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Discussion in 'Shiny Things' started by vtwin, Jul 25, 2010.
I've seen 4 door versions of these in a pickup body. Very cool.
Here's our new work truck that we picked up. It's a '57 with the 226 and 3 speed. Had a really ugly plow on it with a home fabbed frame. It was supposed to be used to take the brakes off and put them on our '48 CJ2A, the truck brakes bolt right up but are 2" bigger. So far we have just been driving it around.
That would make a great bike hauler!
Ok, got the truck legal to drive on the street! Decided to take it to the hardware store to get some brass rivets to fix the door latch and some countersunk screws for the hardware. Everything went well, got some 10 gallons of Chevron to help dilute the nasty 13 year old gas in the tank and proceeded to the the store. Old fashioned True Value store that has a lot of things packed in a little store. They had a lot of rivets, but none that I needed. They had the screws though in stainless, cool. Time to head home and kick back, temps have been nearly 100deg. Hit the last big hill on the way home and it starts to stall (does that combination of words make sense?). Seems like it's running out of gas, enough to start and run, not enough to accelerate. Crap, I think the questionable vintage fuel pump took a dump. Looks original, like from the mid 70's to the mid 80's. Heard the new E85 can eat up the diaphragm of the pump pretty quickly. Maybe not that quickly. Time to call AAA, since it won't run enough to get over this hill, gotta chock block it.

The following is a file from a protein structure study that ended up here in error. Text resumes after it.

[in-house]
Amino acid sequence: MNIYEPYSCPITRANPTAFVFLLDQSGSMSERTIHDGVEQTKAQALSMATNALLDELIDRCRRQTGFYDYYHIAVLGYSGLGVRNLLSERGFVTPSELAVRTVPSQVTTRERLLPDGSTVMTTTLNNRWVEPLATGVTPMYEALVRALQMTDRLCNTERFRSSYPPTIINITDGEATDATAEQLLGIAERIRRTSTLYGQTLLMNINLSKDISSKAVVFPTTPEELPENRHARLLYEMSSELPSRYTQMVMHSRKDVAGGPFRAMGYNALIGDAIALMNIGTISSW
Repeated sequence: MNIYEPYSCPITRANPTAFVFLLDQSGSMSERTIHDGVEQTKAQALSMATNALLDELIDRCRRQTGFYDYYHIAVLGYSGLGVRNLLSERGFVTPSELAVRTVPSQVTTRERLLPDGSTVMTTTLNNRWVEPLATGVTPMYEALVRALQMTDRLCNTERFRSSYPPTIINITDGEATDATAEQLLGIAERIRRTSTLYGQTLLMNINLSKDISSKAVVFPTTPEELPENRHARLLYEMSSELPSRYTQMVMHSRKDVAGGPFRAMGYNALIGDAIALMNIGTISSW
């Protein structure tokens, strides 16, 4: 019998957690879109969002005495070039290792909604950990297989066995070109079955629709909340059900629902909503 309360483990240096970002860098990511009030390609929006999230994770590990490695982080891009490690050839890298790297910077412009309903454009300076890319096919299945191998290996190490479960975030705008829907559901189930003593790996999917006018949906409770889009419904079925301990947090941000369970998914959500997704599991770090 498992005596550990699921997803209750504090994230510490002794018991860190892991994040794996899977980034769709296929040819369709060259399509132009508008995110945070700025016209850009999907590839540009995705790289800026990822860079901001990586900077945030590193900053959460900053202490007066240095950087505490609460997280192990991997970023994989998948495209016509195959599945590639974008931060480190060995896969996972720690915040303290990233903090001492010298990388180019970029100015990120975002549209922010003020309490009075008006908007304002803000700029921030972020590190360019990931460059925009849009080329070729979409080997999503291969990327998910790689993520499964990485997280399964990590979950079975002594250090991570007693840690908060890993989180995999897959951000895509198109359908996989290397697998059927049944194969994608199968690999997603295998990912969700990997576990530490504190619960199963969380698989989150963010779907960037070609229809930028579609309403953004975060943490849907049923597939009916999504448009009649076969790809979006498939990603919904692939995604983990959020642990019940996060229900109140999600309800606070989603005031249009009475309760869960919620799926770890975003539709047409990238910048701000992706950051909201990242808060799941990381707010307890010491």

Hard to tell, but the hill is pretty steep, maybe like 12%. Parking brake won't hold while I try to start it in gear. So I use the chock to do that for me, no go and the battery is just running down. 1 1/2 hours later I'm home courtesy of AAA. Actually, it couldn't have happened at a better time and place, if I had taken the other route home, it's busier, blind curves and no shoulder at all. And even my wife went home this way and stopped. Weather was beautiful when the sun went down and a AAA guy was already at my neighbor's house when my wife got there. He picked up the call from the dispatched driver and that sped things up too.
I believe I found the problem, collapsed fuel hose, guess being 24 years old will do that to you. I decided to replace the fuel pump as well, ethanol is pretty bad on old rubber. The replacement pump is a poor comparison to the AC Delco it replaced. An Assembled in Mexico Airtex. :-( Decided to replace the cap and rotor and refused the Made In China one and ordered an AC Delco one, girl at the counter gave me a funny look. Tough to get anything made in the US now a days. Hopefully the parts arrive soon and I get back on the road.
New pump does not have this hardened plate for the lobe to ride on. But it's on and will probably last awhile.
When was the last time you've been able to replace a fuel pump in 15 minutes? Just look at all that access. Forgot to mention, the pump was only $21 locally. Saw it as cheap as $10 on fleabay.
I don't remember seeing it in this thread, what engine do you have?
It came with late 70's Buick 231. As far as I can tell, it's the even fire. I seem to recall something about looking at the distributor cap contacts. If they were evenly spaced, even fire, weird staggered contacts, odd fire. Anybody know for sure?